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My code is something like this:

   // ... code

   template <int i>
   int modifyparameter()
   {
     i = i++;
     return i;
   }

   // ... some more code

   int main()
   {
        int answer = modifyparameter<5>();
        cout << answer; //expecting 6
   }

But I am getting errors. What have I done wrong?

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3  
When you get errors, always tell us what errors you get. –  sth Sep 26 '10 at 15:56
2  
I suspect the line i = i++; is undefined behavior anyway. Increment with ++i; –  UncleBens Sep 26 '10 at 18:55

4 Answers 4

i is the name of an int value, and you cannot modify values. You probably want one of these:

template <typename Number>
Number functional(Number x)
{
    return x + 1;
}

template <typename Number>
Number& side_effect(Number& x)
{
    return ++x;
}
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i is not an lvalue, so i++ is illegal.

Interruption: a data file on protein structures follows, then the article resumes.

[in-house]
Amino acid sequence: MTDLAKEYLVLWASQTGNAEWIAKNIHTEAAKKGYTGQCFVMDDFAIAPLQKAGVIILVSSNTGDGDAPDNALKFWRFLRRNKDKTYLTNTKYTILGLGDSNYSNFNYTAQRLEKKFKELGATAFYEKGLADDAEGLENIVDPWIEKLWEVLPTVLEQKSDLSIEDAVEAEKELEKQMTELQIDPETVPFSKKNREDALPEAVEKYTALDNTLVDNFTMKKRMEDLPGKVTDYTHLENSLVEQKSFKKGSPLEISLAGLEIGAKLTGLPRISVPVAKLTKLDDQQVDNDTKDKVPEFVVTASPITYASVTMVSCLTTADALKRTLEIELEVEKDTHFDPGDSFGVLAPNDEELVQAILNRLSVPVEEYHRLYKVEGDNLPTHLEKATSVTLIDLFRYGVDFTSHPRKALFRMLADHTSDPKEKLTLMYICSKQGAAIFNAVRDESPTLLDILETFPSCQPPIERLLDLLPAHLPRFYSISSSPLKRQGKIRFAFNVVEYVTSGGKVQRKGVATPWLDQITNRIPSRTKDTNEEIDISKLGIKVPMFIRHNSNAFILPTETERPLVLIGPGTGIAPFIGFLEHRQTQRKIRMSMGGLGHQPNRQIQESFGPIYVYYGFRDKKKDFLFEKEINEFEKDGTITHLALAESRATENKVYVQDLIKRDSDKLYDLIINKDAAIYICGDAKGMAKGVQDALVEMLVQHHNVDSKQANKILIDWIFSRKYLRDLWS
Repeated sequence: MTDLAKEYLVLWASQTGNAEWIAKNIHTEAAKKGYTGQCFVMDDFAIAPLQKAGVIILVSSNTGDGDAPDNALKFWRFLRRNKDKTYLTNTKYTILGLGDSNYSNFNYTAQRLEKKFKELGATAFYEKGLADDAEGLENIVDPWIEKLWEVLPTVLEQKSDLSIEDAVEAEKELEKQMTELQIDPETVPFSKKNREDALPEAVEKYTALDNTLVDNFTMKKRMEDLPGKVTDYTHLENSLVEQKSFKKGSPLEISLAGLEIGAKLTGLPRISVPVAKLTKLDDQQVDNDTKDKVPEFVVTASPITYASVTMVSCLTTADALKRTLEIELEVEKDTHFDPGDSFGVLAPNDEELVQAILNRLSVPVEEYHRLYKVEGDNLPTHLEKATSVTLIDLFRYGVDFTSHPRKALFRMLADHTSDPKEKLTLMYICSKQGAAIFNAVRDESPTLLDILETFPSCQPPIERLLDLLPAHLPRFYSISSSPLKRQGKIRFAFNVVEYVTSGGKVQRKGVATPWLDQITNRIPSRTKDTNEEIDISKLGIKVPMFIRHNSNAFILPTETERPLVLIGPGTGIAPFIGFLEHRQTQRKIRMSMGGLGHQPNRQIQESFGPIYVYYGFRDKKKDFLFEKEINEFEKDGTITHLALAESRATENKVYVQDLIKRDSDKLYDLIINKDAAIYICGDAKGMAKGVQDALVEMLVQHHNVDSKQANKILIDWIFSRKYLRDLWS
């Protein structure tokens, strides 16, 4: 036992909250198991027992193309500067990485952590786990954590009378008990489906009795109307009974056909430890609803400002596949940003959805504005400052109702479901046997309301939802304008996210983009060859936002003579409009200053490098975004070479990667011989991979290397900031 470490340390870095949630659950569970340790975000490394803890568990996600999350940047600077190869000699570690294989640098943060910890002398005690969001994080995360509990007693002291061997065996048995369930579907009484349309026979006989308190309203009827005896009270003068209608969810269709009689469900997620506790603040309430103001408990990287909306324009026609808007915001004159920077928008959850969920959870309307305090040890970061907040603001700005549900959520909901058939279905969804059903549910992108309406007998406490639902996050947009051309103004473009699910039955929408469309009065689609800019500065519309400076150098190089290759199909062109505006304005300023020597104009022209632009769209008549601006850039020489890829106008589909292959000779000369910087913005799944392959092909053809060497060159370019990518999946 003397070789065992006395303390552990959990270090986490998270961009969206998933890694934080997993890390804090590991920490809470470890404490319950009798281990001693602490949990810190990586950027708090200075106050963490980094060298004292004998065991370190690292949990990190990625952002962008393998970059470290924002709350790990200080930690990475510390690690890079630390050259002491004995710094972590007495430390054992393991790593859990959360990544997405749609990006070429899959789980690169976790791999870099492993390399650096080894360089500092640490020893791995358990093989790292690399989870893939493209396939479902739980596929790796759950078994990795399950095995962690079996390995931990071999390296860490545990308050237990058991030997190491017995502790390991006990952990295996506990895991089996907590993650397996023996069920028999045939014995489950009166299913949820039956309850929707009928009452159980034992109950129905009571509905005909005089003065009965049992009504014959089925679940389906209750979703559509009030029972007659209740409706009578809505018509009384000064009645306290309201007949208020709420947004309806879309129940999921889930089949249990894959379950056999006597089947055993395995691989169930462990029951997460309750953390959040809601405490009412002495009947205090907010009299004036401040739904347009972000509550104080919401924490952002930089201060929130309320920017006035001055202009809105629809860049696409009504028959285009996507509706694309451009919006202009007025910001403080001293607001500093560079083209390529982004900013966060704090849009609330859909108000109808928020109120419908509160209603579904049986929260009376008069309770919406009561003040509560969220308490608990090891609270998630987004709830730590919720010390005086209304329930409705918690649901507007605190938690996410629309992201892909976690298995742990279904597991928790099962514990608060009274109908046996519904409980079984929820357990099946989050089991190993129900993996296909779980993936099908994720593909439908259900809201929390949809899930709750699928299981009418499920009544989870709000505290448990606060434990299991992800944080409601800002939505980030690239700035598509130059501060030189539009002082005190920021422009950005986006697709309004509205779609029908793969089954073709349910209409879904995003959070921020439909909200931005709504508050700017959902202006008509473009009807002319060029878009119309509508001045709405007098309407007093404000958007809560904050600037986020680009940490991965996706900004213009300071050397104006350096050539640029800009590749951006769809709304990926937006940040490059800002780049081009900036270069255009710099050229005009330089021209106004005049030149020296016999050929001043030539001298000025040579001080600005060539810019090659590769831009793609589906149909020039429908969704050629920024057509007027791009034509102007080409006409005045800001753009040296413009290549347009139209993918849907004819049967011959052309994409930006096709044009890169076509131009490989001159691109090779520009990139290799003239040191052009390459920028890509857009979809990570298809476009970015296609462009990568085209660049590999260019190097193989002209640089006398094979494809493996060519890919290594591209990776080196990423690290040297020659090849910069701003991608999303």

14.1/5 says.

A non-type non-reference template-parameter is not an lvalue. It shall not be assigned to or in any other way have its value changed.

Post-increment operator (++) requires an lvalue as an operand.

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Try:

template <int i>
int modifyparameter()
{
  int copy_of_i = i;
  copy_of_i++;
  return copy_of_i;
}

There's nothing you can do to modify i itself, template parameters are compile-time constants. However, you could make it act as if I was being modified by using a variable with static lifetime:

template <int i>
int modifyparameter()
{
  static int copy_of_i = i;
  copy_of_i++;
  return copy_of_i;
}
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While it's not asked for, this seems to cry out for a compile-time solution:

template< int I >
struct increment { static const int result = I+1; };

std::cout << increment<41>::result << '\n';

That struct is what's called a meta-function. Yes, it's a struct, but it's used (at compile-time) like a function: you call it, passing a parameter, and you get back a result. The syntax is hilarious, but that's because nobody actually planned to do this; the possibility was discovered (more or less) by accident.

Doing this at compile-time has the advantage that the result is a compile-time constant and can be used as such:

int my_array[increment<7>::result]; // array of 7+1 ints

Of course, defining an array like this is nonsense. Just as in run-time algorithms, incrementing is usually just one operation of an algorithm that computes something more complex.

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